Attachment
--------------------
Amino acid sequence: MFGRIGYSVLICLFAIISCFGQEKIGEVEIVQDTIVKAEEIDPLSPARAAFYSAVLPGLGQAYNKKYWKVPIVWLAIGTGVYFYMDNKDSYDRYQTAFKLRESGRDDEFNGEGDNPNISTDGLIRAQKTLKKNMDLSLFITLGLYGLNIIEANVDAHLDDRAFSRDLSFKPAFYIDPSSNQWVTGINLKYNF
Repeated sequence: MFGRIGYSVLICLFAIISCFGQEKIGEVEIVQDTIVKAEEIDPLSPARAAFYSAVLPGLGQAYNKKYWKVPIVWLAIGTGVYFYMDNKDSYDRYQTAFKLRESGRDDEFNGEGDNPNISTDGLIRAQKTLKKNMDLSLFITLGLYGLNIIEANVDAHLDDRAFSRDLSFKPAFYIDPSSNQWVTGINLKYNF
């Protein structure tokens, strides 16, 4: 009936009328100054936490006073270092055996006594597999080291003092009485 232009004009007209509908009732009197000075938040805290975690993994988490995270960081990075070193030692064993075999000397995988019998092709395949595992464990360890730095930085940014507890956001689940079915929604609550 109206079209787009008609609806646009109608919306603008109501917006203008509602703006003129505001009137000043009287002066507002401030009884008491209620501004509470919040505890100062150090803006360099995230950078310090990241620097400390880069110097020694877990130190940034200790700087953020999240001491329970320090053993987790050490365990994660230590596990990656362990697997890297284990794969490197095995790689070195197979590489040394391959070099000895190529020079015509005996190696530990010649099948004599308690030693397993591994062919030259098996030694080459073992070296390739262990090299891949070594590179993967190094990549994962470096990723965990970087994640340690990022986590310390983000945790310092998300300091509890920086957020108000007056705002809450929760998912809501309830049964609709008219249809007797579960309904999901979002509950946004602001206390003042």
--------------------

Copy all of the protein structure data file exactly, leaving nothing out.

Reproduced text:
Amino acid sequence: MFGRIGYSVLICLFAIISCFGQEKIGEVEIVQDTIVKAEEIDPLSPARAAFYSAVLPGLGQAYNKKYWKVPIVWLAIGTGVYFYMDNKDSYDRYQTAFKLRESGRDDEFNGEGDNPNISTDGLIRAQKTLKKNMDLSLFITLGLYGLNIIEANVDAHLDDRAFSRDLSFKPAFYIDPSSNQWVTGINLKYNF
Repeated sequence: MFGRIGYSVLICLFAIISCFGQEKIGEVEIVQDTIVKAEEIDPLSPARAAFYSAVLPGLGQAYNKKYWKVPIVWLAIGTGVYFYMDNKDSYDRYQTAFKLRESGRDDEFNGEGDNPNISTDGLIRAQKTLKKNMDLSLFITLGLYGLNIIEANVDAHLDDRAFSRDLSFKPAFYIDPSSNQWVTGINLKYNF
């Protein structure tokens, strides 16, 4: 009936009328100054936490006073270092055996006594597999080291003092009485 232009004009007209509908009732009197000075938040805290975690993994988490995270960081990075070193030692064993075999000397995988019998092709395949595992464990360890730095930085940014507890956001689940079915929604609550 109206079209787009008609609806646009109608919306603008109501917006203008509602703006003129505001009137000043009287002066507002401030009884008491209620501004509470919040505890100062150090803006360099995230950078310090990241620097400390880069110097020694877990130190940034200790700087953020999240001491329970320090053993987790050490365990994660230590596990990656362990697997890297284990794969490197095995790689070195197979590489040394391959070099000895190529020079015509005996190696530990010649099948004599308690030693397993591994062919030259098996030694080459073992070296390739262990090299891949070594590179993967190094990549994962470096990723965990970087994640340690990022986590310390983000945790310092998300300091509890920086957020108000007056705002809450929760998912809501309830049964609709008219249809007797579960309904999901979002509950946004602001206390003042």